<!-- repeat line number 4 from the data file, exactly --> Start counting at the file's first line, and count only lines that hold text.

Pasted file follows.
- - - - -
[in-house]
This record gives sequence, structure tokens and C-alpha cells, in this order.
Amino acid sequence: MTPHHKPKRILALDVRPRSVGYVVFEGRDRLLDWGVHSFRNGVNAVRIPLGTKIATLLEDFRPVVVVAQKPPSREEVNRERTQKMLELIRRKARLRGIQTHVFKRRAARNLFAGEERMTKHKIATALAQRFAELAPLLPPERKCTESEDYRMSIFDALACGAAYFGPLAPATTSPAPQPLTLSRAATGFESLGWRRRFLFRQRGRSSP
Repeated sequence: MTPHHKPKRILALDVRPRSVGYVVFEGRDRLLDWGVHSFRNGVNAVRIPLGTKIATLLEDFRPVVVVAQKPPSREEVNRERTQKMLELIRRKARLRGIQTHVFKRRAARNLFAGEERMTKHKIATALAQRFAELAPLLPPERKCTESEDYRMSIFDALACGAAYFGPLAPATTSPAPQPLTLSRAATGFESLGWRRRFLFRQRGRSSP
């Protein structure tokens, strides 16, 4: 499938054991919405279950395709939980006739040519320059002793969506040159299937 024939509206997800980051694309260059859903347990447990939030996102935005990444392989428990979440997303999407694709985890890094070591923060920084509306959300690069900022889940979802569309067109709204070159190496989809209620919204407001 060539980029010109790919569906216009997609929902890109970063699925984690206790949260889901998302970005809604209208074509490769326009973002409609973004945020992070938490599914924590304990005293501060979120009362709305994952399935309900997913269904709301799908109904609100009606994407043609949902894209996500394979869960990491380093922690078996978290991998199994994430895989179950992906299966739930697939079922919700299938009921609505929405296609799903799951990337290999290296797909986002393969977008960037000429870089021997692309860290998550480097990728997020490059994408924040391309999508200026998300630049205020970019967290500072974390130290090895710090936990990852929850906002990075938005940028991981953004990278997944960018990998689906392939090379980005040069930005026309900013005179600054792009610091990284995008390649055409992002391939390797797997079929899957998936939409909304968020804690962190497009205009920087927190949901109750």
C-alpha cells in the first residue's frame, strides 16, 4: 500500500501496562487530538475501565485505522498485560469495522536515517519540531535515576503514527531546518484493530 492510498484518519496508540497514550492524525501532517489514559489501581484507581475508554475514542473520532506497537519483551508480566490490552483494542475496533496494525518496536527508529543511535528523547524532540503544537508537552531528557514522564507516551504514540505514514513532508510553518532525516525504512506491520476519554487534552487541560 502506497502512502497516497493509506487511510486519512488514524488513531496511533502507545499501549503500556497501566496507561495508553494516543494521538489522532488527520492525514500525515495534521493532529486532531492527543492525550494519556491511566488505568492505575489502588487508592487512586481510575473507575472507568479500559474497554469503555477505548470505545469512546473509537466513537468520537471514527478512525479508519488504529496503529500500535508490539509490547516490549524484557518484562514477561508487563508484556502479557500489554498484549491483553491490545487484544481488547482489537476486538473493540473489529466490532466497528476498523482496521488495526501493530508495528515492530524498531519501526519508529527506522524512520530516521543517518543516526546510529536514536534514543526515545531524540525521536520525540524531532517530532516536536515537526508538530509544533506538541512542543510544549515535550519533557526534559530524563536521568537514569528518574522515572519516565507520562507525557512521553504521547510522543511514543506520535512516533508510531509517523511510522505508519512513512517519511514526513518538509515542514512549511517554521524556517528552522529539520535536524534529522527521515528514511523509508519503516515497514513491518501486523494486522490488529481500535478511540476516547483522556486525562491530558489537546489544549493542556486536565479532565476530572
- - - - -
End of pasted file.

Repeated sequence: MTPHHKPKRILALDVRPRSVGYVVFEGRDRLLDWGVHSFRNGVNAVRIPLGTKIATLLEDFRPVVVVAQKPPSREEVNRERTQKMLELIRRKARLRGIQTHVFKRRAARNLFAGEERMTKHKIATALAQRFAELAPLLPPERKCTESEDYRMSIFDALACGAAYFGPLAPATTSPAPQPLTLSRAATGFESLGWRRRFLFRQRGRSSP